A Writer Of The Lost Generation

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A Writer Of The Lost Generation : Bio Of Ernest He Essay, Research Paper English- March 19,1999 A Writer of the Lost Generation: The Biography of Ernest Hemingway Ernest Miller Hemingway (known as Papa to friends) was born July 21, 1899 in Oak Park, Illinois. High school would be the highest formal education Hemingway would receive. He worked as a cub reporter for the Kansas City Star for a short time after graduation. During World War I, he volunteered his services to the American Red Cross as an ambulance driver in Italy. On July 18, 1918, he was wounded by a 420-caliber shell that exploded near him. While recovering from his injuries in a Milano hospital, Hemingway fell in love with a young nurse named Agnes Von Kurowsky. The affair only lasted a short time before the

couple went there separate ways. It wasn’t until January of 1919 that Ernest would return home to Oak Park from the hospital. Feeling confined, Hemingway and his friend Bill Smith moved to Chicago to live with Bill`s brother. On September 3, 1921, he met and married his first wife, Elizabeth Hadley Richardson. The couple spent their honeymoon at the Hemingway’s cottage on Lake Walloon in Michigan. Shortly after the wedding they moved to Paris, France, on the advice of a friend Sherwood Anderson. ” While there, he was encouraged in creative work by the American expatriate writers Ezra Pound, and Gertrude Stein”. (Encarta 98) Along with Pound and Stein, there were other American writers living in Paris, ” bitter about their WWI experiences with the American society”.

(Encarta 98) Hemingway and the other writers made up a group known as “The Lost Generation”. Between 1923 and 1927 Hemingway published five (5) books and a collection of short stories. The Sun Also Rises published in New York in 1926 being the best known. The collection of short stories Men Without Women was published in 1927, that same year Hemingway married Pauline Pfeiffer, after divorcing Hadley Richardson. Pfeiffer was in Paris working as a fashion writer for Vogue Magazine when she met Hemingway for the first time. It was a short time later that the couple moved to Key West, Florida. Hemingway’s novel A Farewell to Arms was published September 27, 1929. The book had a first run of 31,500 copies. Four months after publication sales were around 80,000 copies. The title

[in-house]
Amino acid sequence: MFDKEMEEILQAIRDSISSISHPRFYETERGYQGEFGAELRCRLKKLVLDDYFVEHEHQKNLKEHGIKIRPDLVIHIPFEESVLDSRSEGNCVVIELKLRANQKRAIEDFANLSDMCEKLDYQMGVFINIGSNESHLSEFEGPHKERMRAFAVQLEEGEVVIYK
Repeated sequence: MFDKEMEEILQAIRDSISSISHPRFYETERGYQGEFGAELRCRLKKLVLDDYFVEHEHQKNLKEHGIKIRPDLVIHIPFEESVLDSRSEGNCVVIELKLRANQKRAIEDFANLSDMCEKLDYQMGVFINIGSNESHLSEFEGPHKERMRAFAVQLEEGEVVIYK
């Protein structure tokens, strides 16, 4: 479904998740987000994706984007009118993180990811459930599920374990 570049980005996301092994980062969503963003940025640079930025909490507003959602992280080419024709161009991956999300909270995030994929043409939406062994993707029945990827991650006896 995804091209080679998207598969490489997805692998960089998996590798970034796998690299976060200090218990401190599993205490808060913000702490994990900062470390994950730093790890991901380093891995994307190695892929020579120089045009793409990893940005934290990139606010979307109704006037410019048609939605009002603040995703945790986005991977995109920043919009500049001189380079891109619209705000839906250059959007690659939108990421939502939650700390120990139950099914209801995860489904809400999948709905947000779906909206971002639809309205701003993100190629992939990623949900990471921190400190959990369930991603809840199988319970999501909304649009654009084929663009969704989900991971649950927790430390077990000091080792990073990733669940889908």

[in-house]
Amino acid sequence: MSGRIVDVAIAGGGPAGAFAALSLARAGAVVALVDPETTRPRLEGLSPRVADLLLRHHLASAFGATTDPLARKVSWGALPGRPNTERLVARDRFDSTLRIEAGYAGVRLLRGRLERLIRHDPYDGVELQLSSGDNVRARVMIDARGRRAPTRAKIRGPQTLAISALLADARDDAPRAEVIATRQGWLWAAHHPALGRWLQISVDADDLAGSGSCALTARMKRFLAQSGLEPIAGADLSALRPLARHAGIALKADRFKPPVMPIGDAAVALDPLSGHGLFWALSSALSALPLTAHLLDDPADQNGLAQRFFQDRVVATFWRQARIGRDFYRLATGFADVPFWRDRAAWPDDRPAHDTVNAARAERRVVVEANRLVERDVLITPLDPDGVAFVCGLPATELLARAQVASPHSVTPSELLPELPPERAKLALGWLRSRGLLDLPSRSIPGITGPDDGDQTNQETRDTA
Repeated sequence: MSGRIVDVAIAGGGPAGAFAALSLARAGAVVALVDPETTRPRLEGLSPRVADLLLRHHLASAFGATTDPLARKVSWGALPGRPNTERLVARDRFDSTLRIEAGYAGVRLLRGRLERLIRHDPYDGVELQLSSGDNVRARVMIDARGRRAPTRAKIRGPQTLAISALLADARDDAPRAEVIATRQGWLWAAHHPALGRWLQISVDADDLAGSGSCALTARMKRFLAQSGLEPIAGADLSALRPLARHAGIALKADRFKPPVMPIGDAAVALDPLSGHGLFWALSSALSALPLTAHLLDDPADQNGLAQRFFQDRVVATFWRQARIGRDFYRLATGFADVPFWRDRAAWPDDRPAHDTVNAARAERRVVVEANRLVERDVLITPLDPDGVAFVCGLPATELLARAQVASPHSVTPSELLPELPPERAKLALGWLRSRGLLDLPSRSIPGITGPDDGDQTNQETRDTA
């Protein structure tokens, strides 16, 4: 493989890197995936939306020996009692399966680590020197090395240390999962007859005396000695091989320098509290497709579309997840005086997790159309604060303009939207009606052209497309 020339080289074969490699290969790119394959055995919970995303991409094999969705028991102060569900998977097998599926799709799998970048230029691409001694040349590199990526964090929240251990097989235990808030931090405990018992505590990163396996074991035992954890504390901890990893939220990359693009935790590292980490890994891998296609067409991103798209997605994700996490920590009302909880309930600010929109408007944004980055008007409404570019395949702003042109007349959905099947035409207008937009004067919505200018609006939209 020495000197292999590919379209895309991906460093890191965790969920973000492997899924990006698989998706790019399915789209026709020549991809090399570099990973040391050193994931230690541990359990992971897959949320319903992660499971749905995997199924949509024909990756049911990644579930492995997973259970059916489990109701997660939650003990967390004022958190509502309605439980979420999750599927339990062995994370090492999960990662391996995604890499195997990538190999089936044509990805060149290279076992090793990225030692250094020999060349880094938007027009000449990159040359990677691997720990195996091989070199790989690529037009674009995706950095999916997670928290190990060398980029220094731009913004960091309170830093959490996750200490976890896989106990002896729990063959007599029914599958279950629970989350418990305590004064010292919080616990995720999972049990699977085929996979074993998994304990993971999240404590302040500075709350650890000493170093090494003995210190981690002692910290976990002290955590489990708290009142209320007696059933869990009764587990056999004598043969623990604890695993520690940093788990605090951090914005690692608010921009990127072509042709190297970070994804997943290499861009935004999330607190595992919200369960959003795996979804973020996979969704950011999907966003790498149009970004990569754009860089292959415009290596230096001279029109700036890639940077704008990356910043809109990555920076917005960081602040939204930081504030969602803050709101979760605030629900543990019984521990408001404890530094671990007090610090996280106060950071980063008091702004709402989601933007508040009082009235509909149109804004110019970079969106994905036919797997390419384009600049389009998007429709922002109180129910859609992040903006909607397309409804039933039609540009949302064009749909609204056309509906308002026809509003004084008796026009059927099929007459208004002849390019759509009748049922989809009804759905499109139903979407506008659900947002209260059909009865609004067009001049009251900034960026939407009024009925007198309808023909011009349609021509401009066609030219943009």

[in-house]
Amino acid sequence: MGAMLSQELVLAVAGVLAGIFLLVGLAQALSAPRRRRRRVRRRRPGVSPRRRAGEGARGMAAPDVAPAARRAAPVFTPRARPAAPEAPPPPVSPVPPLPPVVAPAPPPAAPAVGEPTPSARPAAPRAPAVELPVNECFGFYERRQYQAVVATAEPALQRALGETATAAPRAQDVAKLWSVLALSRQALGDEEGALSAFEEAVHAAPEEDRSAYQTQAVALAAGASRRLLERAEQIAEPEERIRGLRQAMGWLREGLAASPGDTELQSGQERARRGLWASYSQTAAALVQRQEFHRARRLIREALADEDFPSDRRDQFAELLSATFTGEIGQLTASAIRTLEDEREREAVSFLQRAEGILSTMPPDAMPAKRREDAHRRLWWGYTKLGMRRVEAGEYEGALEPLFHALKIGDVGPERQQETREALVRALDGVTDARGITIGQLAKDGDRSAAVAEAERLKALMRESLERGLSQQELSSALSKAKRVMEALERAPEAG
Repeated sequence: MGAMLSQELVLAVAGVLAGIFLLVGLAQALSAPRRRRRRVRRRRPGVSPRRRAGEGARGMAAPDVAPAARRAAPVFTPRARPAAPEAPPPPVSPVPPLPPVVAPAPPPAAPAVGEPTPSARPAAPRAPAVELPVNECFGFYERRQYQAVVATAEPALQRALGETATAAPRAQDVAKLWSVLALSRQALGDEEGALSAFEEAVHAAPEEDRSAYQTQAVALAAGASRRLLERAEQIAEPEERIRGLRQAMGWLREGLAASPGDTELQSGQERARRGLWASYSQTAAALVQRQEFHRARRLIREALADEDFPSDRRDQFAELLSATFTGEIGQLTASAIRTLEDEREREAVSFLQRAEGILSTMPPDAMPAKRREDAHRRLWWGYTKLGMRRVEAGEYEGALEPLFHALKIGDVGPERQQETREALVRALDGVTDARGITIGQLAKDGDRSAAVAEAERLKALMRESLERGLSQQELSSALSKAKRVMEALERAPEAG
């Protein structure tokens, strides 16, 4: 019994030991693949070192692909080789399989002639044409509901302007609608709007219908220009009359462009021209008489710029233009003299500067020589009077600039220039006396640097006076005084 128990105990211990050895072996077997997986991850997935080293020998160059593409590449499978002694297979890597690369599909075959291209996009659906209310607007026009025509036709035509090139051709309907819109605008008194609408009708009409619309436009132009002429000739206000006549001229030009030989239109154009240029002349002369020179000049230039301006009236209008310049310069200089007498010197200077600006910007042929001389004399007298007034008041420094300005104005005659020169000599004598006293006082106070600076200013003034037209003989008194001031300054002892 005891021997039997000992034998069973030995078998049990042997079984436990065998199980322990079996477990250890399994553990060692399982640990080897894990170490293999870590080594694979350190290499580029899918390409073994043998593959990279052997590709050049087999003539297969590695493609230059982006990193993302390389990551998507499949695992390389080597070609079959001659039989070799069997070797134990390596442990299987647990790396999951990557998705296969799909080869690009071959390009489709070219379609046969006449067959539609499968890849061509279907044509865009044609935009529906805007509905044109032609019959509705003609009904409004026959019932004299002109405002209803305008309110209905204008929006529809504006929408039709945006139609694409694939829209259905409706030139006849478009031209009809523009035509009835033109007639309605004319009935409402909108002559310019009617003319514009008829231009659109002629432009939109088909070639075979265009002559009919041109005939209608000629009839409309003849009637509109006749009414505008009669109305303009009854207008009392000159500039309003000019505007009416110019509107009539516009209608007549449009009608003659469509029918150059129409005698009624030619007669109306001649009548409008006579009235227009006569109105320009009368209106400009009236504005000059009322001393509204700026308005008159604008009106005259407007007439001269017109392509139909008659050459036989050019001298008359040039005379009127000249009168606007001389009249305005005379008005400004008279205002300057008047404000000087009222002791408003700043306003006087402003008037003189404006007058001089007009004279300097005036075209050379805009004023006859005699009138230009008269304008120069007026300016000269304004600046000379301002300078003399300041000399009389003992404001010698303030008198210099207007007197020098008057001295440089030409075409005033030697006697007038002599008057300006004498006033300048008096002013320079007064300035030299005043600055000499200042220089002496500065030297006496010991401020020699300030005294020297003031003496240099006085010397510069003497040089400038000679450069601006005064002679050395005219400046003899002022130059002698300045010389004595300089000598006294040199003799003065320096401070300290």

is kind of ironic, after losing his father to a self inflicted gun shot wound to the head, a year earlier. Hemingway took a fancy to the rod and reel. In 1934 he purchased a custom sportfishing boat named Pilar. He liked to fish for Marlin in the gulfstream near the coast of Cuba. Having an adventurous nature also brought him to many Big Game hunts in Africa. A few well-known pieces that were published while Hemingway lived in Florida are; Death in the Afternoon, Winner Take Nothing, Green Hills of Africa, and To Have and Have Not. The ten years Hemingway spent in Florida were the most productive years he’d ever had. This would all change in 1940, when he divorced his wife Pauline, to marry a well-known writer, whom he had met at a local bar in Key West. Martha Gellhorn had

accompanied Hemingway to Spain on several occasions during the Spanish Civil War (1937-1938), where they both had been correspondents. The couple moved to Cuba, where he started writing a new novel, For Whom the Bell Tolls. The book was published and dedicated to his new bride on October 21 1940. As a Christmas gift to him and Martha, Hemingway purchased the Finca Vigia, ” a sprawling, breeze-swept farmhouse on a hill overlooking the village of San Francisco de Paula, about six miles southeast of Havana”. (Workbook) It would be a year later when the Untied States became involved in World War II. Itching for adventure, Hemingway traveled with the American troops as a correspondent to France and Germany. In 1944 while driving with a not too sober friend through the blackedout